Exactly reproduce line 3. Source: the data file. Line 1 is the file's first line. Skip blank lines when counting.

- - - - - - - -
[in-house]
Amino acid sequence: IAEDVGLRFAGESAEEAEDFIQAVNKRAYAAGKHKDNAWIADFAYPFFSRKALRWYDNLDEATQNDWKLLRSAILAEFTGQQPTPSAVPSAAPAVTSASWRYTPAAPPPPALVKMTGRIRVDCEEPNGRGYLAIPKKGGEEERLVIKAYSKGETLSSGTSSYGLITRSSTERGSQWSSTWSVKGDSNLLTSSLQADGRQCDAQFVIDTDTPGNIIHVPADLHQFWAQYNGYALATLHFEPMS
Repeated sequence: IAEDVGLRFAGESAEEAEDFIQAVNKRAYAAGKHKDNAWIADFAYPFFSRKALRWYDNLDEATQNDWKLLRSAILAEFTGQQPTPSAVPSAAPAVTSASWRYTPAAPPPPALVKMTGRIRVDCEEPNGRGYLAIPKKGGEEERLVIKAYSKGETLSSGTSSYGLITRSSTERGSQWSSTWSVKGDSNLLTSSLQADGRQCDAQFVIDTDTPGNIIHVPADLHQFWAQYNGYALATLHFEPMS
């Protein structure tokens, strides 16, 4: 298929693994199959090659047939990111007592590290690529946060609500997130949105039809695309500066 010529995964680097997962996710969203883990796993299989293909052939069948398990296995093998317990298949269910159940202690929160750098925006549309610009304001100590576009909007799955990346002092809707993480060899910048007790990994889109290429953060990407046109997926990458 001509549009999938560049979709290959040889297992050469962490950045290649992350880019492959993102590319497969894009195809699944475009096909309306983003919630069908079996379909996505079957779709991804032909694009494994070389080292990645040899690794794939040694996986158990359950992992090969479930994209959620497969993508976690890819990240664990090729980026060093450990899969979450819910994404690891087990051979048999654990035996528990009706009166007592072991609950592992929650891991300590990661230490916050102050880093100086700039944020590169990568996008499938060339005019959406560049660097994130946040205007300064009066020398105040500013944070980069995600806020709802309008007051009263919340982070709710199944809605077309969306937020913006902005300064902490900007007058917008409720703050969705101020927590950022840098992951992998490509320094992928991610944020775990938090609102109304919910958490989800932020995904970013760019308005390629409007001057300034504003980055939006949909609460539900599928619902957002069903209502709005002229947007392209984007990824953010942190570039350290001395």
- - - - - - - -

Repeated sequence: IAEDVGLRFAGESAEEAEDFIQAVNKRAYAAGKHKDNAWIADFAYPFFSRKALRWYDNLDEATQNDWKLLRSAILAEFTGQQPTPSAVPSAAPAVTSASWRYTPAAPPPPALVKMTGRIRVDCEEPNGRGYLAIPKKGGEEERLVIKAYSKGETLSSGTSSYGLITRSSTERGSQWSSTWSVKGDSNLLTSSLQADGRQCDAQFVIDTDTPGNIIHVPADLHQFWAQYNGYALATLHFEPMS